PROPAGANDA FOR CHANGE is a project created by the students of Behaviour Change (ps359) and Professor Thomas Hills at the Psychology Department of the University of Warwick. This work was supported by funding from Warwick's Institute for Advanced Teaching and Learning.
Saturday, March 16, 2013
I'll just pop that behind the till
I find one of the most persuasive sales pitches are the people who work
behind makeup counters in department stores. I will present the techniques used
and how it fits into Cialdini’s6 principles of influence.
Firstly they are usually very
attractive, which fits into the principle of liking. In an experiment by
Puckett et al participants rated younger, more attractive people’s essays as
more persuasive. (1983). Attractiveness is particularly resonant as the
products they are attempting to sell are made to enhance your appearance. One
thinks, “If I use the same products as she does, maybe I will look as good as
her.” In this sense, they act as social role models.
Secondly, they will ask you what it is
you are looking for and offer to apply it for you. This involves making a
physical commitment by sitting down as well as committing your time. You don’t
want to feel you have wasted your own time, or the promoter’s time, making you
more likely to buy the product. You want to feel like you have achieved
something for the time you have spent, making you evaluate the product more
positively. Kruglanski, Friedman and Zeevi found that
participants who not given an incentive for a task reported the task as more
enjoyable compared to those who did receive an incentive (1971). This suggests
that people want to feel the time they have spent has been worthwhile, rating a
task (or product) as enjoyable in itself when they didn’t receive an
alternative incentive. This fits into Cialdini’s principle of commitment.
The promotions workers appear to be very
well informed with the products, persuading you that this is the best product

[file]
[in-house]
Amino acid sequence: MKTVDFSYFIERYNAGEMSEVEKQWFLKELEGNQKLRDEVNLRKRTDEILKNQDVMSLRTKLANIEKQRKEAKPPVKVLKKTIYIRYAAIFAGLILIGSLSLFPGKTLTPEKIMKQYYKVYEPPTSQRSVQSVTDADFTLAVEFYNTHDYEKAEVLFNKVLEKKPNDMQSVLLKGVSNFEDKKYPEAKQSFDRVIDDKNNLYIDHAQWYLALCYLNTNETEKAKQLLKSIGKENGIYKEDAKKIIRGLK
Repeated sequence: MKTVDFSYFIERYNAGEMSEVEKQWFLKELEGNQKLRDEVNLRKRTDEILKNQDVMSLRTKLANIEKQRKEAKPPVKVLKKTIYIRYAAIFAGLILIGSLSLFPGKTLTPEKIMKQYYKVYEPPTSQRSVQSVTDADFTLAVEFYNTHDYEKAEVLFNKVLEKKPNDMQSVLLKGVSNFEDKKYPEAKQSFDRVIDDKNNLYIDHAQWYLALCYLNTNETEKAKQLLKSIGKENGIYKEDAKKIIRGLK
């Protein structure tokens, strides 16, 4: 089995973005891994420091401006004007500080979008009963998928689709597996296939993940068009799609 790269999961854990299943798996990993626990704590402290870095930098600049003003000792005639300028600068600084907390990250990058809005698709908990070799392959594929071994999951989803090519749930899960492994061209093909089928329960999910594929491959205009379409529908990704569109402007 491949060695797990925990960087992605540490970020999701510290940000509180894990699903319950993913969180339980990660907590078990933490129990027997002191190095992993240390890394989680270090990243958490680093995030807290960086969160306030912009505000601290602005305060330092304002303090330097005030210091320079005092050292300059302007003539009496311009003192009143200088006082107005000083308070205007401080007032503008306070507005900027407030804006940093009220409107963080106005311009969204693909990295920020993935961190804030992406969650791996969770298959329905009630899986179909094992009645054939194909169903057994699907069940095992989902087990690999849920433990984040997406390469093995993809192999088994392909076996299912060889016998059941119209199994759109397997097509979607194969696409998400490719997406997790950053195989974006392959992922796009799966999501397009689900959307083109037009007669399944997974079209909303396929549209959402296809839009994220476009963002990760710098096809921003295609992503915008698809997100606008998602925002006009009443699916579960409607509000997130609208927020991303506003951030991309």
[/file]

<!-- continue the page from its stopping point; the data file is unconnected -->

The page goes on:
out there for you. This fits into Cialdini’s principle of authority, usingsource credibility as a persuasive device. In addition, they will not only use
the product you have shown interest in, but others as well, claiming that these
additional items make the effect of the initial product even better. You may
think, “I don’t want to spend money on all these things, so I will just buy the
first one”. This feels like a compromise, as if you are saving yourself money.
In addition, it is easier to say that you will buy one item rather than not
buying any of them.
Makeup promoters provide a service much like hairdressers, where they pamper
and compliment you. This makes you feel good about yourself, and consequently good
about the product. This can be said to fit into Cialdini’s principle of liking.
They develop a kind of rapport with you, in which you feel saying no would disappoint
them in some way. This is enhanced the more they appear to do to help you,
fitting into the principle of reciprocity.
Finally, they use phrases such as “let me just get that for you”, “I’ll get you
one in a box” or “I’ll pop that behind the till for you.” These phrases commit you
to the product, also fitting into the principle of commitment. References
Kruglanski, A. W., Friedman, I. and Zeevi, G.
(1971), The effects of extrinsic incentive on some qualitative aspects of task
performance. Journal of Personality, 39: 606–617.
Puckett, J., Petty, R.E., Cacioppo, J.T., & Fischer, D.L. (1983). The
Relative Impact of Age and Attractiveness Stereotypes on Persuasion. Journal of Gerontology 38: 340-343.
R. B. (2007).Influence: The psychology of persuasion. New York: Collins.